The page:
Investigators still aren't sure who is behind a months-long vandalism spree in Port Angeles, but they're hoping the public can help.
"It just ties up a lot of resources that could be used in a better way," said Sgt. Nick Turner of the Clallam County Sheriff's Office. "It increases taxes. It's a horrible impact on the community."
The most obvious impact has been on bus riders, Turner said, after windows in at least 15 bus shelters have been shot out since November. The most recent vandalism was discovered Monday, where someone shot at a large bus shelter window at US Hwy 101 and Monroe Street, leaving the glass spiderwebbed.
"Everyone in Clallam County is paying for it," said Terry Weed, general manager of Clallam County Transit. "From a taxpayer point of view, through sales tax, (the public is) funding our budget. It's also a safety issue. Luckily, no one's been hurt, to my knowledge, as a result."
Weed said that, on average, between two and four windows a year are broken on county bus shelters, either by accident or on purpose. So far, since mid-November, they've had more than 20 broken, likely by someone shooting with a BB or pellet gun, investigators said.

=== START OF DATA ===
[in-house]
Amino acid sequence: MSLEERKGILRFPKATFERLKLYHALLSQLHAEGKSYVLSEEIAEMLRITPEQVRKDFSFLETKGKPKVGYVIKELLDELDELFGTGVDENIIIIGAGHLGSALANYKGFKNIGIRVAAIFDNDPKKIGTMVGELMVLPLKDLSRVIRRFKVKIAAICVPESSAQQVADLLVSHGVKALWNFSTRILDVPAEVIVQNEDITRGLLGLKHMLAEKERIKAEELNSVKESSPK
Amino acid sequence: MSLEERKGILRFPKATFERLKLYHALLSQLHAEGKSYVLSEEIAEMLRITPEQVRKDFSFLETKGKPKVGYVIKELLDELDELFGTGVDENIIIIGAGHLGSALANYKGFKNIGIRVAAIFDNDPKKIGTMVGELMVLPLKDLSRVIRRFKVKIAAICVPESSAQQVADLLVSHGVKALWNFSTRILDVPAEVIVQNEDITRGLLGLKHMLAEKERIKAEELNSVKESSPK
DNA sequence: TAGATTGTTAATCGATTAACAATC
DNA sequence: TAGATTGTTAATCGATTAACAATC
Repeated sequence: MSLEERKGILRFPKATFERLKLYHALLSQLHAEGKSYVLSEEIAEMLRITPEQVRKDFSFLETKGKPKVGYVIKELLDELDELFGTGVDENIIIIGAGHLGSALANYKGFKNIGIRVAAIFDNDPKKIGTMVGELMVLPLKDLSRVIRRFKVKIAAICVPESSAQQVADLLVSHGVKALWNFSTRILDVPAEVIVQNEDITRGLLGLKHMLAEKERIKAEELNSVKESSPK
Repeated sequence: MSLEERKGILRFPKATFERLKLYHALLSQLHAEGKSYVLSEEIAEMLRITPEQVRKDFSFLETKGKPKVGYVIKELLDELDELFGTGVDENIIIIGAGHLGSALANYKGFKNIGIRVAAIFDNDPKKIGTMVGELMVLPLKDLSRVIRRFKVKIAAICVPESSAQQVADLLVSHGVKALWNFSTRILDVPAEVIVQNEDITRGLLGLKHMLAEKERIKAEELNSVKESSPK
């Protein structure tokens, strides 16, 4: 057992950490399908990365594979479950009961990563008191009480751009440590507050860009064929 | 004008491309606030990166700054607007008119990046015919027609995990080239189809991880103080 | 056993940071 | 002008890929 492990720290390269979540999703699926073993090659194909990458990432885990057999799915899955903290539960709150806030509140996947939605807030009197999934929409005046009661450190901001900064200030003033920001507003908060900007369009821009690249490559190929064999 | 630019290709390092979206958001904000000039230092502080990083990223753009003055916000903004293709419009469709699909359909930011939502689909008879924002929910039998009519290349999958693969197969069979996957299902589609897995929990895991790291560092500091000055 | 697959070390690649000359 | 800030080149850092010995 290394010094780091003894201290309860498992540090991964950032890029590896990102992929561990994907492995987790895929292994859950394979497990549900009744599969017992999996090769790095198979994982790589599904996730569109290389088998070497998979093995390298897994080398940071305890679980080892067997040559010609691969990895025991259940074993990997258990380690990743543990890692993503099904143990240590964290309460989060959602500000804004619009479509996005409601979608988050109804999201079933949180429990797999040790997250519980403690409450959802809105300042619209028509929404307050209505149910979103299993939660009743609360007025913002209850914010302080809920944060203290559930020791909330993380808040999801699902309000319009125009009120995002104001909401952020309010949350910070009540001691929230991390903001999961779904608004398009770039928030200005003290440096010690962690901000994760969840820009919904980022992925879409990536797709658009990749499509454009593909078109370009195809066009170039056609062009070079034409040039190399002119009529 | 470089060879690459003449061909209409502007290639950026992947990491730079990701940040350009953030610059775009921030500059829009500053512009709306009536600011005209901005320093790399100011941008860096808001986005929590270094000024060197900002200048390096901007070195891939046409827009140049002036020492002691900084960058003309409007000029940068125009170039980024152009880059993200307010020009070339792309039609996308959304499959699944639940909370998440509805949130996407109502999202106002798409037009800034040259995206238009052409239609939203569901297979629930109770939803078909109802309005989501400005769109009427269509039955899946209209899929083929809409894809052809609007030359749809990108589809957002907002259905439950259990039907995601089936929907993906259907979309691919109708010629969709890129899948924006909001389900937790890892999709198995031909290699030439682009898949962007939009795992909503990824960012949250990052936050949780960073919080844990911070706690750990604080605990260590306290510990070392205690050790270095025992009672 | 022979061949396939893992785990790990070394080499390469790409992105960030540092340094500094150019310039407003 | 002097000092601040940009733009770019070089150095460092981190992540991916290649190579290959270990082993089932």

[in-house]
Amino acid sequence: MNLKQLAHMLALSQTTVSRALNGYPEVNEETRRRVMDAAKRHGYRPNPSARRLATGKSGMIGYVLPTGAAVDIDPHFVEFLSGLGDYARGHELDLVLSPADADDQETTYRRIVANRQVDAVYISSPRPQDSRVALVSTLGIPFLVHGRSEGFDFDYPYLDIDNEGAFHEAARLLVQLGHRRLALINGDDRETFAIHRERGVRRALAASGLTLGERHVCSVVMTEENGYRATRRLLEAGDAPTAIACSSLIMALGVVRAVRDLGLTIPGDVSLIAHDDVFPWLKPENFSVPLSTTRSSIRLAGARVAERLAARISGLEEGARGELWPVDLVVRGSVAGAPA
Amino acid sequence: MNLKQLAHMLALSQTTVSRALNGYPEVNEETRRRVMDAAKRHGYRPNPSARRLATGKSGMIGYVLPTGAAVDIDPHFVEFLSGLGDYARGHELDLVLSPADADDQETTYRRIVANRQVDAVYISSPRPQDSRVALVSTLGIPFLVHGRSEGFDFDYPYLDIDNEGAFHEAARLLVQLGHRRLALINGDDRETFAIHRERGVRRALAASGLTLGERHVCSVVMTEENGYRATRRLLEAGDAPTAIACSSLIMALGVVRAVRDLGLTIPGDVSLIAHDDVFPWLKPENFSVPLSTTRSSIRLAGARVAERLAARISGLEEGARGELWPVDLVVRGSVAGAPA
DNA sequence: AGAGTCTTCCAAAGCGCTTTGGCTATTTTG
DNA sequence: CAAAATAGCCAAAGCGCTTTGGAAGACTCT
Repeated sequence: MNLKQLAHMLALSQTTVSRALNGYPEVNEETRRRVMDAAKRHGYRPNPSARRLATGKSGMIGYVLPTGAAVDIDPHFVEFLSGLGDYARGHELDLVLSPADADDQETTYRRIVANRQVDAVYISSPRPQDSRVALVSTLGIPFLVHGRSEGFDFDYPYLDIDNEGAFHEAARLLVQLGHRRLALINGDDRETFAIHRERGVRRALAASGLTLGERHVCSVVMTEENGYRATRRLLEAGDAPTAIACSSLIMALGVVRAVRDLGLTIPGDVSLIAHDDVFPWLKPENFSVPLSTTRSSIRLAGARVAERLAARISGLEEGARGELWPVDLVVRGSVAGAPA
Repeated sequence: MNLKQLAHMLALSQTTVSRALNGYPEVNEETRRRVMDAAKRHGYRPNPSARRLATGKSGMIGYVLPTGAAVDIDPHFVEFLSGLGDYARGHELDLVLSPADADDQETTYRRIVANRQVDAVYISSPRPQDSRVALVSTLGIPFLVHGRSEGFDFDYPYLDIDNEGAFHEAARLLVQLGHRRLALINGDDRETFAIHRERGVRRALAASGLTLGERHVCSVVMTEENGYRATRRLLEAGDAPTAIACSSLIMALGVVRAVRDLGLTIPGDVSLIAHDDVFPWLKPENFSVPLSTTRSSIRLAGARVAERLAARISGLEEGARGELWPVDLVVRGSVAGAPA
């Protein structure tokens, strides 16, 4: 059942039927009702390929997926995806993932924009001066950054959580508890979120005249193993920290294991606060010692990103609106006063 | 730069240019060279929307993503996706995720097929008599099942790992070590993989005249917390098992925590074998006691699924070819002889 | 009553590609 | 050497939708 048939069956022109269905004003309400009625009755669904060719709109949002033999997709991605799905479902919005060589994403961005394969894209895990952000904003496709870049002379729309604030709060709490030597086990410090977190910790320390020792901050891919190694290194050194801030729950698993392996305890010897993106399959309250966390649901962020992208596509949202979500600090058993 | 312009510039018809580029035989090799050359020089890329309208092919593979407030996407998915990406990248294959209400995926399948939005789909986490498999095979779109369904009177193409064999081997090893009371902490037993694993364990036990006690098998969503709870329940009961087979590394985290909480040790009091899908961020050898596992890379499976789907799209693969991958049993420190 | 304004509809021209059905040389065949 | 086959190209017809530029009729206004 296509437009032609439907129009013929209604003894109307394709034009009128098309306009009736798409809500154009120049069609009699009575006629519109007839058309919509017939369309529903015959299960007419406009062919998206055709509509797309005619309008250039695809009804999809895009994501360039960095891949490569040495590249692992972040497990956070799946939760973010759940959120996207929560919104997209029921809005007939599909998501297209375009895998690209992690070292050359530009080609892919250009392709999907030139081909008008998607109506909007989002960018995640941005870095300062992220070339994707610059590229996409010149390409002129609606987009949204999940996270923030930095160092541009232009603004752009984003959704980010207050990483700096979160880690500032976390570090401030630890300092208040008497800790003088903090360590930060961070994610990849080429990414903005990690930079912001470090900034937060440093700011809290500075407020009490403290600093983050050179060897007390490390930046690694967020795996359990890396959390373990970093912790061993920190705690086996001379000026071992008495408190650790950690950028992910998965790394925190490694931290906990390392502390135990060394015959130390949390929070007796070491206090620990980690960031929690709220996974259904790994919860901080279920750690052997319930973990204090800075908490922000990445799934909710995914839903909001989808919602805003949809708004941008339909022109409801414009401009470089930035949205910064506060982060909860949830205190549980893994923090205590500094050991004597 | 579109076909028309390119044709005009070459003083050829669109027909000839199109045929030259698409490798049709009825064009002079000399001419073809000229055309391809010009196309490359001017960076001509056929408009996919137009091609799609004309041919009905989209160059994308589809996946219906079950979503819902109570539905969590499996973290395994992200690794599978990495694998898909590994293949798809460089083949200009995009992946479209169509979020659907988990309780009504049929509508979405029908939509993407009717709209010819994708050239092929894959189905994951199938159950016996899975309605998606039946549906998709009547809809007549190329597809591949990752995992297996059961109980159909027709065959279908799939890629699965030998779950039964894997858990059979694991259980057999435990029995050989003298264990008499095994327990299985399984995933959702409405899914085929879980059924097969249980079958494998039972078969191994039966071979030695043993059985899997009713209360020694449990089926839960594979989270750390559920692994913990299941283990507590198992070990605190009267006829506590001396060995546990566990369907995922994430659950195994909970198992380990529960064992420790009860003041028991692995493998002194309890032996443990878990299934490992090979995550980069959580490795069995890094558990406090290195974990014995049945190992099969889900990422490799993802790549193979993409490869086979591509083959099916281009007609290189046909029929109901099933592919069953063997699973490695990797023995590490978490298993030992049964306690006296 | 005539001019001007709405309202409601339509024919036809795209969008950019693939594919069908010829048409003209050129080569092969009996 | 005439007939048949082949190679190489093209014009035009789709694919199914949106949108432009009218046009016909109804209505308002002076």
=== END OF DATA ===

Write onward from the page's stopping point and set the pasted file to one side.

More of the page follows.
Store windows have also been broken, in addition to windows and cars at a local car dealership. In one case, a woman sitting in a car near 5th and Laurel Streets had her back window shot out, said Deputy Chief Brian Smith of the Port Angeles Police Department. The woman was not injured, and no arrests have been made.
"She noticed that her rear window had been spidered as it had been fired upon," Smith said. "Obviously we're frustrated for the amount of property loss. I mean, someone's paying for that. There's victims out there. It's damaging people's small businesses."
Smith also believes some damage may have gone unreported by people who feel it is insignificant or unimportant.
Transit crews can't keep up with the damage, Weed added. The cost of replacing each plate of glass costs hundreds of dollars in addition labor, he said, and many of the panes haven't been replaced while new ones keep getting broken.
It's a taxing issue on an agency that's already strapped for cash, having been in a deficit spending situation over the past 4 or 5 years.
"This is not a terribly big budget item, but it's a nickel and dime that we're trying to really carefully watch," Weed added. "It's really frustrating for staff."